My Client’s Presidential Pardon Achieved Seven Years Before President Biden’s Sweeping Pardons



I was very happy to hear that President Biden has decided to right historical wrongs by pardoning any U.S. veterans who were convicted for being gay while serving in our U.S. Armed Forces.  It is well past time for our country to acknowledge this wrong and the damage it did to so many gay veterans. As President Biden stated: “Today, I am righting an historic wrong by using my clemency authority to pardon many former service members who were convicted simply for being themselves,” Biden said in a statement. “We have a sacred obligation to all of our service members –- including our brave LGBTQI+ service members: to properly prepare and equip them when they are sent into harm’s way, and to care for them and their families when they return home. Today we are making progress in that pursuit.”  About time, is all I can say.

I find this very interesting given my experience in securing a Presidential Pardon for a client who had been convicted of having a homosexual relationship while he was serving as an Officer in the U.S. Army. He served a year and a half in Ft. Leavenworth Prison for being gay. I worked for this client for 6 years pro bono, partly because my innate sense of Justice drove me to do so, partly because I have been fighting for equality for gay people for the last 40 years or so, and partly because I could not let this injustice to this client go on and be able to look my two children in the eyes. Both of my kids, who were in college at the time, could not believe that our Government, with its vasts resources, would use those resources to prosecute and convict a U.S. Veteran of simply being who he was. It was simply unfathomable to them and to me. But it really happened. So I set out on a 6 year journey and struggle to obtain a Presidential Pardon for him. Since being gay in the U.S. Army was a Federal offense, only a Presidential Pardon would do. He had been  convicted on July 17, 1989, which means he endured 28 years of having the conviction and a dishonorable discharge on his record. This resulted in his being unable to obtain a home mortgage, being limited in potential jobs he would be hired for, being unable to vote, just as some examples of the impact on his life this had.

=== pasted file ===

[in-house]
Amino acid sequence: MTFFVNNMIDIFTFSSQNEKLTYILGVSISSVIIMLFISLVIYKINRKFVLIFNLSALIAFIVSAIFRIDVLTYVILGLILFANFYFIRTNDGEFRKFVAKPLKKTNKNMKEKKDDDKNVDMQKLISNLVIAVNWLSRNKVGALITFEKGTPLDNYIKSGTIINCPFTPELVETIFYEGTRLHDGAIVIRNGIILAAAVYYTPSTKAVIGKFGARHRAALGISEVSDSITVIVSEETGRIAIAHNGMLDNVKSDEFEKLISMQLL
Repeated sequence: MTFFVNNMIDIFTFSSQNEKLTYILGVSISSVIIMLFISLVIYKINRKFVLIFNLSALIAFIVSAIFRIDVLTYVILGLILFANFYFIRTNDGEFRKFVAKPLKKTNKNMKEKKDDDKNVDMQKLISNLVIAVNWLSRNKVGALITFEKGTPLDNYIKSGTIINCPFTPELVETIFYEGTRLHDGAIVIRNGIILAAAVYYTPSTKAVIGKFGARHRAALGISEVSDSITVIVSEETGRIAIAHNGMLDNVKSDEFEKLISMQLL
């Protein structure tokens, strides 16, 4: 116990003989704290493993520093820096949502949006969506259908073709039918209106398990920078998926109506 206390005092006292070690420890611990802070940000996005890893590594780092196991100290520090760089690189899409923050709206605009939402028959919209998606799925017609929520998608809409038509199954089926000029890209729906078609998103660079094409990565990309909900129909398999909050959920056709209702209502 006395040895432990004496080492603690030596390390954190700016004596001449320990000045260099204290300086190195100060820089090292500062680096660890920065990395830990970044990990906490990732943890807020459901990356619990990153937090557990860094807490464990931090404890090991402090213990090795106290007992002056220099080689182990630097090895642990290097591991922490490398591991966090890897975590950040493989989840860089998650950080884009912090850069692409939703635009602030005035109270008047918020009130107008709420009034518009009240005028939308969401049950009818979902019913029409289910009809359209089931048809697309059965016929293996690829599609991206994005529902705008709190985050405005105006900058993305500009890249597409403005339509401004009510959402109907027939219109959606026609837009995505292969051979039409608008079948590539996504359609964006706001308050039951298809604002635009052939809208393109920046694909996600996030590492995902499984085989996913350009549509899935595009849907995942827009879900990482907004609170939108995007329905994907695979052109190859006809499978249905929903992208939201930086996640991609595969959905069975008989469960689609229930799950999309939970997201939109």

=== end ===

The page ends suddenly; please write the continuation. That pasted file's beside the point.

I will never forget that telephone call on January 17, 2017 from the Department of Justice Pardon Attorney, informing me that President Obama would be granting my client a pardon. What an unbelievable moment! Probably my greatest achievement as a lawyer. And then to call my client and hear his elation on the phone was an incredible moment.

We recently talked about this Presidential Pardon on my podcast, See You In Court. I ask that you listen to it. It will be time well spent. Trust me.  You can watch that episode on Youtube or you can listen to it on Spotify or our website,

You can also read more about the case on my blog,  I hope you will take the time to listen and read. I am thankful our country is finally righting so many wrongs that it inflicted on our gay brothers and sisters.


Robin Frazer Clark is a trial lawyer who pursues justice for those who have personal injury claims as a result of being injured in motor vehicle wrecks, trucking wrecks, defective products, defective maintenance of roads, premises safety, medical malpractice and other incidents caused by the negligence of others.  Ms. Clark is the 50th President of the State Bar of Georgia, a Past President of Georgia Trial Lawyers Association, a Past President of the Lawyers Club of Atlanta and has practiced law in Georgia for 36 years. She is a member of the International Society of Barristers and of the American Board of Trial Advocates. She is a Fellow of the American College of Trial Lawyers. Mrs. Clark is listed as one of the Top 50 Women Trial Lawyers in Georgia and the Top 25 National Women Trial Lawyers and is a Georgia Super Lawyer. Ms. Clark is the co-host of the podcast “See You In Court,” sponsored by the Georgia Civil Justice Foundation.  Ms. Clark has tried over 75 jury trials and argued in Georgia Appellate Courts over 45 times.

Robin Frazer Clark ~ Dedicated to the Constitution’s Promise of Justice for All.







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